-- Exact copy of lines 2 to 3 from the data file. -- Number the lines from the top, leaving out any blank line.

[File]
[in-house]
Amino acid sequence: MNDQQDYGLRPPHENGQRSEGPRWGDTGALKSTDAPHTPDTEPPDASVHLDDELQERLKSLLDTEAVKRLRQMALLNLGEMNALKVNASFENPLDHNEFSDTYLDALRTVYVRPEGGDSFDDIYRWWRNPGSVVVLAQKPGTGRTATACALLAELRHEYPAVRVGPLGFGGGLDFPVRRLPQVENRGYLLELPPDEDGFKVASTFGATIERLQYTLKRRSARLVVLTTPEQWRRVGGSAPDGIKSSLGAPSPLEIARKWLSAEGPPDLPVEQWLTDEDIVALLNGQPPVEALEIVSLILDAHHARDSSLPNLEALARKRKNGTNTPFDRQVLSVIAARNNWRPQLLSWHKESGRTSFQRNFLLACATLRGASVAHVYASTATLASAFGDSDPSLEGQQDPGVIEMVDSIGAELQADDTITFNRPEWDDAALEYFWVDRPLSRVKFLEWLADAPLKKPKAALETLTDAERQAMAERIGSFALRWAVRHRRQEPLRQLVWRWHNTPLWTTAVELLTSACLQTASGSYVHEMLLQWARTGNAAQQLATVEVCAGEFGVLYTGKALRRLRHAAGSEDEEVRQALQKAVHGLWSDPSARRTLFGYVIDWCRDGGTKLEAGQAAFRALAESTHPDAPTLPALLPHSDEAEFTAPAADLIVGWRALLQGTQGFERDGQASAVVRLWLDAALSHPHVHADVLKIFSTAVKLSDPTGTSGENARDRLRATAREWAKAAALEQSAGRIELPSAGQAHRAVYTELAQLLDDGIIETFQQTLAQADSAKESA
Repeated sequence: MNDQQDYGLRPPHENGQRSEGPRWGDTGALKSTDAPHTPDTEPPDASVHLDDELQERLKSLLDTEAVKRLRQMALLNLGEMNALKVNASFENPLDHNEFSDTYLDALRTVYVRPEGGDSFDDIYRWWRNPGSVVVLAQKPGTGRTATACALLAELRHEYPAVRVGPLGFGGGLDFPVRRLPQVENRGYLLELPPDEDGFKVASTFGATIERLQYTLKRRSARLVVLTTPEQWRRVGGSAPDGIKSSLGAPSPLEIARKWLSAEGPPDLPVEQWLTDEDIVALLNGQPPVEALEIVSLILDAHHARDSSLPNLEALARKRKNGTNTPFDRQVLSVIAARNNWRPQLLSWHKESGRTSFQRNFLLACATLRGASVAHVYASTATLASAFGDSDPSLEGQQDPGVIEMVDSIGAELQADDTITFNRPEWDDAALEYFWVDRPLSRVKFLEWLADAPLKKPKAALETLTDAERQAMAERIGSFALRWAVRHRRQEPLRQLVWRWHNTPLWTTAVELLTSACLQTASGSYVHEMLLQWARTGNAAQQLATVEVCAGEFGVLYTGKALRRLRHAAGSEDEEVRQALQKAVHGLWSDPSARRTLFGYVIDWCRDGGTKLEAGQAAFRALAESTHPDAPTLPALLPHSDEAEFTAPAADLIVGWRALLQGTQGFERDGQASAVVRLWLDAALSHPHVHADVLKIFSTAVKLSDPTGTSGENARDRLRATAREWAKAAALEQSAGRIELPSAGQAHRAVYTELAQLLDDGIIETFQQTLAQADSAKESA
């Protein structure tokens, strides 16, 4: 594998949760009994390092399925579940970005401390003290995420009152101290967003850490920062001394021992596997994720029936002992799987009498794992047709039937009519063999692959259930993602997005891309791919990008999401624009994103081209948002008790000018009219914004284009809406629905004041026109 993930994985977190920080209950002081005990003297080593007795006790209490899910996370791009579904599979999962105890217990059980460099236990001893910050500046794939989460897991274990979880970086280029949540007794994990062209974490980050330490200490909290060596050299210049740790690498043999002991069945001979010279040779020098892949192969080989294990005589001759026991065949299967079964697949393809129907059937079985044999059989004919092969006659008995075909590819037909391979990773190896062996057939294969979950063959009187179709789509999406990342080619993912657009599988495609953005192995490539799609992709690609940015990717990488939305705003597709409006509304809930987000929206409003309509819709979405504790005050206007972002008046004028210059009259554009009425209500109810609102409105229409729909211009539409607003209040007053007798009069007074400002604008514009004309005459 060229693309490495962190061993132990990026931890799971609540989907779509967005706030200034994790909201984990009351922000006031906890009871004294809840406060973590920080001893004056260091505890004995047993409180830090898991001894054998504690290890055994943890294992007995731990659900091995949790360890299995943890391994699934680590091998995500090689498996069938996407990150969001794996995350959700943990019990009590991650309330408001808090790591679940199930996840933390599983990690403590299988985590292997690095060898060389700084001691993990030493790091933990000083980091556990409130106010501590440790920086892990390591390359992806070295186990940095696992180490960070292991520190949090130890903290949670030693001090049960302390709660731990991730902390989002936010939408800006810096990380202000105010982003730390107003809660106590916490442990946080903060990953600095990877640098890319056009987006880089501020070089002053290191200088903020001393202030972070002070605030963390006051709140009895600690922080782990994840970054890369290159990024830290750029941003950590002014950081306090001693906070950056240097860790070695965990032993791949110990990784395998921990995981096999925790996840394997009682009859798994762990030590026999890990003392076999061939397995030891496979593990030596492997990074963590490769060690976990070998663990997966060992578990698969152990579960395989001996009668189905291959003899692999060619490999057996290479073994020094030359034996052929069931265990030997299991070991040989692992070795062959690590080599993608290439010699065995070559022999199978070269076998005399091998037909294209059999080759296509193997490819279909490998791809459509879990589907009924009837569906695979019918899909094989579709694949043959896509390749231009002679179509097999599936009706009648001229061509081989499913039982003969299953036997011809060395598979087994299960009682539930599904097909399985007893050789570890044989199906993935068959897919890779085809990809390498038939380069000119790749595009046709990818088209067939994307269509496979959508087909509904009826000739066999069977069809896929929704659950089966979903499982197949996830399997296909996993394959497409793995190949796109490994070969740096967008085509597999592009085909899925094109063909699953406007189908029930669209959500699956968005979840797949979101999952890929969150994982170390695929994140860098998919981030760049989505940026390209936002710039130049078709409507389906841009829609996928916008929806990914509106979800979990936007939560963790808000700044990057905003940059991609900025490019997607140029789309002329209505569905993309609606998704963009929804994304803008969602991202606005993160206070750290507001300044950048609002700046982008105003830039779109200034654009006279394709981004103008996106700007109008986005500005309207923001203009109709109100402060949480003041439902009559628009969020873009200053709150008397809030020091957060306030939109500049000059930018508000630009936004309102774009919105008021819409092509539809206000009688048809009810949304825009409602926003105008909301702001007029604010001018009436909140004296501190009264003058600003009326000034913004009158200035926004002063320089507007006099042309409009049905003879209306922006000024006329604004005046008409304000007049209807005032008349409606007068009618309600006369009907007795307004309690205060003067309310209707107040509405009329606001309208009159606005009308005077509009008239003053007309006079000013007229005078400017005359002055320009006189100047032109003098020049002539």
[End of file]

Amino acid sequence: MNDQQDYGLRPPHENGQRSEGPRWGDTGALKSTDAPHTPDTEPPDASVHLDDELQERLKSLLDTEAVKRLRQMALLNLGEMNALKVNASFENPLDHNEFSDTYLDALRTVYVRPEGGDSFDDIYRWWRNPGSVVVLAQKPGTGRTATACALLAELRHEYPAVRVGPLGFGGGLDFPVRRLPQVENRGYLLELPPDEDGFKVASTFGATIERLQYTLKRRSARLVVLTTPEQWRRVGGSAPDGIKSSLGAPSPLEIARKWLSAEGPPDLPVEQWLTDEDIVALLNGQPPVEALEIVSLILDAHHARDSSLPNLEALARKRKNGTNTPFDRQVLSVIAARNNWRPQLLSWHKESGRTSFQRNFLLACATLRGASVAHVYASTATLASAFGDSDPSLEGQQDPGVIEMVDSIGAELQADDTITFNRPEWDDAALEYFWVDRPLSRVKFLEWLADAPLKKPKAALETLTDAERQAMAERIGSFALRWAVRHRRQEPLRQLVWRWHNTPLWTTAVELLTSACLQTASGSYVHEMLLQWARTGNAAQQLATVEVCAGEFGVLYTGKALRRLRHAAGSEDEEVRQALQKAVHGLWSDPSARRTLFGYVIDWCRDGGTKLEAGQAAFRALAESTHPDAPTLPALLPHSDEAEFTAPAADLIVGWRALLQGTQGFERDGQASAVVRLWLDAALSHPHVHADVLKIFSTAVKLSDPTGTSGENARDRLRATAREWAKAAALEQSAGRIELPSAGQAHRAVYTELAQLLDDGIIETFQQTLAQADSAKESA
Repeated sequence: MNDQQDYGLRPPHENGQRSEGPRWGDTGALKSTDAPHTPDTEPPDASVHLDDELQERLKSLLDTEAVKRLRQMALLNLGEMNALKVNASFENPLDHNEFSDTYLDALRTVYVRPEGGDSFDDIYRWWRNPGSVVVLAQKPGTGRTATACALLAELRHEYPAVRVGPLGFGGGLDFPVRRLPQVENRGYLLELPPDEDGFKVASTFGATIERLQYTLKRRSARLVVLTTPEQWRRVGGSAPDGIKSSLGAPSPLEIARKWLSAEGPPDLPVEQWLTDEDIVALLNGQPPVEALEIVSLILDAHHARDSSLPNLEALARKRKNGTNTPFDRQVLSVIAARNNWRPQLLSWHKESGRTSFQRNFLLACATLRGASVAHVYASTATLASAFGDSDPSLEGQQDPGVIEMVDSIGAELQADDTITFNRPEWDDAALEYFWVDRPLSRVKFLEWLADAPLKKPKAALETLTDAERQAMAERIGSFALRWAVRHRRQEPLRQLVWRWHNTPLWTTAVELLTSACLQTASGSYVHEMLLQWARTGNAAQQLATVEVCAGEFGVLYTGKALRRLRHAAGSEDEEVRQALQKAVHGLWSDPSARRTLFGYVIDWCRDGGTKLEAGQAAFRALAESTHPDAPTLPALLPHSDEAEFTAPAADLIVGWRALLQGTQGFERDGQASAVVRLWLDAALSHPHVHADVLKIFSTAVKLSDPTGTSGENARDRLRATAREWAKAAALEQSAGRIELPSAGQAHRAVYTELAQLLDDGIIETFQQTLAQADSAKESA